Glusman, John A. 1956–

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Glusman, John A. 1956–

(John Alan Glusman)

PERSONAL: Born February 3, 1956, in New York, NY; son of Murray and Louise (Johns) Glusman; married; children: three. Education: Columbia College, B.A., 1978; Columbia University, M.A., 1980. Politics: Democrat.

ADDRESSES: Home—Glen Ridge, NJ. Office—Farrar, Straus & Giroux, 19 Union Sq. W., New York, NY 10003.

CAREER: Modern Library, New York, NY, managing editor, 1982–84; Vintage and Random House, New York, NY, associate editor, 1983–84; Washington Square Press, New York, NY, editor-in-chief, 1984–86; Collier Books, New York, NY, editor-in-chief, beginning 1986; Macmillan Publishing Company, New York, NY, senior executive editor, then editor, beginning 1986; Farrar, Straus & Giroux, New York, NY, currently editor-in-chief. Has also taught at New School for Social Research (now New School University) and Columbia University. Consulting editor for Columbia College Today and Zoetrope; Former member, Helsinki Watch Committee.


Conduct under Fire: Four American Doctors and Their Fight for Life as Prisoners of the Japanese, 1941–1945, Viking (New York, NY), 2005.

Contributor to periodicals, including Economist, Washington Post Book World, Christian Science Monitor, and Rolling Stone. Former contributing editor, Paris Review.

SIDELIGHTS: John A. Glusman has worked in the publishing field since 1980, holding a number of editorial and management positions. Most recently, he has worked as editor-in-chief of New York-based publisher Farrar, Straus & Giroux. In 2005 Glusman wrote his first book, Conduct under Fire: Four American Doctors and Their Fight for Life as Prisoners of the Japanese, 1941–1945. He had begun researching the book in 2001 when he traveled to the Philippines with his father, Murray Glusman, who had spent years in the country as a prisoner of war. The book's narrative revolves around Murray Glusman and three other Navy doctors—John Bookman, George Ferguson, and Fred Berley—who were captured during World War II on the fall of Corregidor and spent over three years as prisoners of the Japanese. The story follows the doctors through 1945 as they struggle to keep themselves and their fellow prisoners alive. The book's detailed account of life in a Japanese POW camp also addresses the larger struggle between the cultures of the East and West.

A number of critics found the author's use of a wide variety of research materials to be a major asset to Conduct under Fire. "Interviews with veterans … coupled with the use of diaries, letters, and war crimes testimony, make this essential for all libraries," attested David Lee Poremba in Library Journal. Other reviewers noted the book's in-depth analysis on the long-lasting effects of war on soldiers and families. The book is a "thoughtful, humane meditation on war and family history, full of myth-bursting truths," concluded a Kirkus Reviews contributor.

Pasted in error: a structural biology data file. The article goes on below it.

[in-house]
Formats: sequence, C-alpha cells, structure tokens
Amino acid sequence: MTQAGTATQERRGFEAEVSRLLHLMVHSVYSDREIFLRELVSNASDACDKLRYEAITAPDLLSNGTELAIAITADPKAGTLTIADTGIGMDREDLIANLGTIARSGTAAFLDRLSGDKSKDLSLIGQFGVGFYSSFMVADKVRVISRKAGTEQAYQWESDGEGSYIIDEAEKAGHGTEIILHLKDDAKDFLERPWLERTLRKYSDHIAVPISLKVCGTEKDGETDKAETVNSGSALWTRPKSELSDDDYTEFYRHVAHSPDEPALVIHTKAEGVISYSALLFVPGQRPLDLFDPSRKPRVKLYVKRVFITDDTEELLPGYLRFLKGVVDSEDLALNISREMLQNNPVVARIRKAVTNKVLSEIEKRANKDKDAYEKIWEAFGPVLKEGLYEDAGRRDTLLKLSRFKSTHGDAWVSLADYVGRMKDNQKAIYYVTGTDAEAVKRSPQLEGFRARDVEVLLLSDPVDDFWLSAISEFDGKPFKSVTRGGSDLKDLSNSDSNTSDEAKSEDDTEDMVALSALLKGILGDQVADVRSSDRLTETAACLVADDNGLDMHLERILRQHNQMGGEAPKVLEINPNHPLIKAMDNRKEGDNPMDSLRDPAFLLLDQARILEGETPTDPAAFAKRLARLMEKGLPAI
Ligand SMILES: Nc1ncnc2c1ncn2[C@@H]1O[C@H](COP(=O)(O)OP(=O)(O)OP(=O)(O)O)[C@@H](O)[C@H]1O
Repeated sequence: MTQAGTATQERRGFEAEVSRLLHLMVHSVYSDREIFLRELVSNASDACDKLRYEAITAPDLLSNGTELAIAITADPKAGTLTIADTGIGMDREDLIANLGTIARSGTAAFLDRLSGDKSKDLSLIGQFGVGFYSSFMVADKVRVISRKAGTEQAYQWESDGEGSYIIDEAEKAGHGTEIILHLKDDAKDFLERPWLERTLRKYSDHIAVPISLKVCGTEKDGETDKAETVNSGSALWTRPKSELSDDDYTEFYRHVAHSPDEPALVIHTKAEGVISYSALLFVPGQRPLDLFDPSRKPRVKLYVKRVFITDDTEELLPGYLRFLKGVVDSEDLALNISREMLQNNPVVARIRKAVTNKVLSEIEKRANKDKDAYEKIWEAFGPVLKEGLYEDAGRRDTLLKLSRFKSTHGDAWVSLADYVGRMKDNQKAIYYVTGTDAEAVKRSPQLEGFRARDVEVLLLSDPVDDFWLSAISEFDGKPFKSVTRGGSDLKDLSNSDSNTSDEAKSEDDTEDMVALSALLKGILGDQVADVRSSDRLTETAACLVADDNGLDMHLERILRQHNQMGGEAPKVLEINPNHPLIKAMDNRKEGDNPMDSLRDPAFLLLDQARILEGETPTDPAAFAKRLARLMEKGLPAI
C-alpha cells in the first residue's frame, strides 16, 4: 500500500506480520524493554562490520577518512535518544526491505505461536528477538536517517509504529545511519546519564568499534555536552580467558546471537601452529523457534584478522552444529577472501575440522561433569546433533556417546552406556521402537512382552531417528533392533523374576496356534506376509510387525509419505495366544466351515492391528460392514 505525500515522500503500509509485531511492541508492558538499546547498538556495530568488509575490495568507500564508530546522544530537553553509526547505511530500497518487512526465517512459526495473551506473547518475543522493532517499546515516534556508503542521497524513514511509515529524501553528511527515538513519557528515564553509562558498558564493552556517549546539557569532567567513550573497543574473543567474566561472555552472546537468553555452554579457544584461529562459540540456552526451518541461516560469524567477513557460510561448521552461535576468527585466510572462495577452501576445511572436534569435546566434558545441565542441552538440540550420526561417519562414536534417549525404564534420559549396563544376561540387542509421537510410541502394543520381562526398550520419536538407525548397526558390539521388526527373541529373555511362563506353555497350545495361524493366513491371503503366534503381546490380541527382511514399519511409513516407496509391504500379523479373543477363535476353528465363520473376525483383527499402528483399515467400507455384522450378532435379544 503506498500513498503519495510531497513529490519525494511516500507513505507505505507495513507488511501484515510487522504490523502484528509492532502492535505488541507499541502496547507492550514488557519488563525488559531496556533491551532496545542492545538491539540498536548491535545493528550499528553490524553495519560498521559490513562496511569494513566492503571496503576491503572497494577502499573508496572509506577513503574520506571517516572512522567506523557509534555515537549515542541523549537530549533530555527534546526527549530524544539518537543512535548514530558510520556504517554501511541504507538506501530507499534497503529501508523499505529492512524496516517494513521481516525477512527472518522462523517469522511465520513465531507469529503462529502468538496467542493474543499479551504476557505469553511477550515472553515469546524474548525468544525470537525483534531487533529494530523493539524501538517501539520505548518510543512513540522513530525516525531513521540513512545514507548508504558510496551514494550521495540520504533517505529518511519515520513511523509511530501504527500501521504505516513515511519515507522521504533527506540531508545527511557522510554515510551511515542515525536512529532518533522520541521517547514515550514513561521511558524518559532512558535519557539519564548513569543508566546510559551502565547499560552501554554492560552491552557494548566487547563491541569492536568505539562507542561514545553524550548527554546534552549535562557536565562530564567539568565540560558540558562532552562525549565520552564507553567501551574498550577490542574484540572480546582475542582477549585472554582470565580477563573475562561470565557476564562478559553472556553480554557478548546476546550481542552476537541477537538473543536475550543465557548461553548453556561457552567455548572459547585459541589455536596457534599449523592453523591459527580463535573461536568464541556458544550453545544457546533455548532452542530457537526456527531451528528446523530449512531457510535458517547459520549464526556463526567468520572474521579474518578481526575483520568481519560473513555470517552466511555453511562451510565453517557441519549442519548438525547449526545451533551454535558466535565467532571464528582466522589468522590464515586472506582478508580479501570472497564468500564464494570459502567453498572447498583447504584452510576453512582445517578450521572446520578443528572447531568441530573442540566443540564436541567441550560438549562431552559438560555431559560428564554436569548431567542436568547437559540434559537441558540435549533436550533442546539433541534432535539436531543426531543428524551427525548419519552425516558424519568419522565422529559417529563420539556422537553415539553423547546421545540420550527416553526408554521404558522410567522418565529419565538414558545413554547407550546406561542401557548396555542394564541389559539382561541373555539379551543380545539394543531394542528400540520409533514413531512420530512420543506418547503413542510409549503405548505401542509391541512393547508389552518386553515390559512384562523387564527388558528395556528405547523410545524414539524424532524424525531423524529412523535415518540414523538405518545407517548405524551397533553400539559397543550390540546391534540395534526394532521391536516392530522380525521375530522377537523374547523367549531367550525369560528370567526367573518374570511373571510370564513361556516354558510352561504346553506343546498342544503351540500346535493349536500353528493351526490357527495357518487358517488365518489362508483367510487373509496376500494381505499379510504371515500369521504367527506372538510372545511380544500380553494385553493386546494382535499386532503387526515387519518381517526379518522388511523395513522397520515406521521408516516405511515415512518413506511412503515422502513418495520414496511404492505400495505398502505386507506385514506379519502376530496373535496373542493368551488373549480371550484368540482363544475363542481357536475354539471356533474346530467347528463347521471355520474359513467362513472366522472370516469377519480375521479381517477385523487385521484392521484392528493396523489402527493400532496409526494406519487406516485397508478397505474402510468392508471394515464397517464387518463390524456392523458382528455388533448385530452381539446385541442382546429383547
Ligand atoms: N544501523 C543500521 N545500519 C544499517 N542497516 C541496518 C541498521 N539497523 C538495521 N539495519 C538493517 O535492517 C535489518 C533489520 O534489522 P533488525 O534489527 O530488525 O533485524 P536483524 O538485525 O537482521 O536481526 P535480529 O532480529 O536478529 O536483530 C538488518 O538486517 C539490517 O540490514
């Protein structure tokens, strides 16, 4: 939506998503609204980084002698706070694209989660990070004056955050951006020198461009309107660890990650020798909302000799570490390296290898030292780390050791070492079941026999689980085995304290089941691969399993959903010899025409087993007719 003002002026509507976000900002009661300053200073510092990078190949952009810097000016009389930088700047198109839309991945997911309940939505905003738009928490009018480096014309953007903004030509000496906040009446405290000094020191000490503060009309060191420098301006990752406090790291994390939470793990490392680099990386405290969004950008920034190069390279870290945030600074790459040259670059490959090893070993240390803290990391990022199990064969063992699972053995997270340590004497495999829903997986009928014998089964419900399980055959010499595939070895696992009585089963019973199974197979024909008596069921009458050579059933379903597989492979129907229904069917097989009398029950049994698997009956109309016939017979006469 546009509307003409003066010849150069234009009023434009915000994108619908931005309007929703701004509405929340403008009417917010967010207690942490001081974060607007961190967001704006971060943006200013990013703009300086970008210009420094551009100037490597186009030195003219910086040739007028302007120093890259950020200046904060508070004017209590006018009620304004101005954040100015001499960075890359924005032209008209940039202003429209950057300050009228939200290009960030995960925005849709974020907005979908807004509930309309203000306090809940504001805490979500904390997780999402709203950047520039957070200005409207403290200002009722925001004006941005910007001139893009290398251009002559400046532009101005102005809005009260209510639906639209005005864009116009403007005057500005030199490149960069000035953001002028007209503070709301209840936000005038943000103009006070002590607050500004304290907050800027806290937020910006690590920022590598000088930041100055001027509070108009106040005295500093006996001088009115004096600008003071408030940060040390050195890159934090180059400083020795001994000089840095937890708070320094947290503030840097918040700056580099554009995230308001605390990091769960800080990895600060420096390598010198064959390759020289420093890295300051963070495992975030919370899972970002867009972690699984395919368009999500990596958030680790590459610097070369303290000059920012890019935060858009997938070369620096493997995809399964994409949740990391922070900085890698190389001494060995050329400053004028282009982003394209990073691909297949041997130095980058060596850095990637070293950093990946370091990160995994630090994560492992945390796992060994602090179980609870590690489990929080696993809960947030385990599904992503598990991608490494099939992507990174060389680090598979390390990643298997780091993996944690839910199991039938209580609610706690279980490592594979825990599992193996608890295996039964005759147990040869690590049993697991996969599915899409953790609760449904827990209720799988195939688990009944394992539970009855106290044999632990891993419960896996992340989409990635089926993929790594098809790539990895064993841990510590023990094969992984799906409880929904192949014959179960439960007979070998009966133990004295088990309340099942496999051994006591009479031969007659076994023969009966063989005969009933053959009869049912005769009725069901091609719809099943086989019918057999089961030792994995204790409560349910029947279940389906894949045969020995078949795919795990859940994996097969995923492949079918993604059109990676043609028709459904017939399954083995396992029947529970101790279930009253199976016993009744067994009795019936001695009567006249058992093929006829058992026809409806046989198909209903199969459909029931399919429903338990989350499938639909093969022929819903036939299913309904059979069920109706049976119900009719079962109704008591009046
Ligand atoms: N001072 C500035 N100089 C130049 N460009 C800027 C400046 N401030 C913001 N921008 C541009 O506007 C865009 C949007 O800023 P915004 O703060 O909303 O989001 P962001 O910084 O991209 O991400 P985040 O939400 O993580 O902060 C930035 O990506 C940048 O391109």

Glusman told CA: "My interest in writing dates back to my early days in publishing when I began first to review books, then to write essay-length articles, then to conduct interviews and write travel pieces and opinion pieces. As a book editor, I resisted writing a book for a very long time—knowing how much time and effort it would entail. But it seemed that if I didn't write Conduct under Fire, someone else—without the personal connection to the story—might, and that got my competitive juices flowing.

"Many writers have influenced me over the years. For Conduct under Fire, Ronald Spector's Eagle against the Sun: The American War with Japan, and John Dower's War without Mercy: Race and Power in the Pacific War were perhaps the two most important influences on me. They're scholarly in approach, brilliantly researched, and beautifully written, so a trade audience as well as an academic one can appreciate them.

"I spent a year or so researching Conduct under Fire, reading all of the published accounts—and many unpublished—of Allied prisoners of the Japanese. I traveled to the Philippines, I traveled to Japan, worked with a Japanese researcher and a translator, scoured collections in the National Archives, the Bureau of Medicine and Surgery, the Archives of the International Committee of the Red Cross in Geneva, and I interviewed at length American, British, Australian, and Japanese veterans. Then, one day, I sat down at my computer—I remember the day well—paused, and began to write. I wrote almost every day for fifteen months, in the very early hours of the morning, late at night, on the weekends, on the train while commuting to work—whenever and wherever I had spare time.

"I was surprised by how much I enjoyed writing. I found it wonderfully stimulating, intellectually challenging, occasionally frustrating, but always rewarding.

"I think F. Scott Fitzgerald's The Great Gatsby is the perfect American novel, and consider Joyce's Portrait of an Artist as a Young Man the perfect British—rather, Irish—novel. In that context, Richard Ellmann's biography of Joyce is one of the best biographies I've ever read, and I find the work of military historian Douglas Porch, who has written on Morocco, the Sahara, and the Mediterranean theater in World War II, fascinating, wonderfully well written, and barbed with humor and insight."



Kirkus Reviews, March 15, 2005, review of Conduct under Fire: Four American Doctors and Their Fight for Life as Prisoners of the Japanese, 1941–1945, p. 332.

Library Journal, May 1, 2005, David Lee Poremba, review of Conduct under Fire, p. 101.

Publishers Weekly, March 21, 2005, review of Conduct under Fire, p. 44; May 9, 2005, Michael Scharf, "Operating in War's Theater," interview with John A. Glusman, p. 28.


Conduct under Fire Web site, (August 16, 2005), biographical information on John Glusman.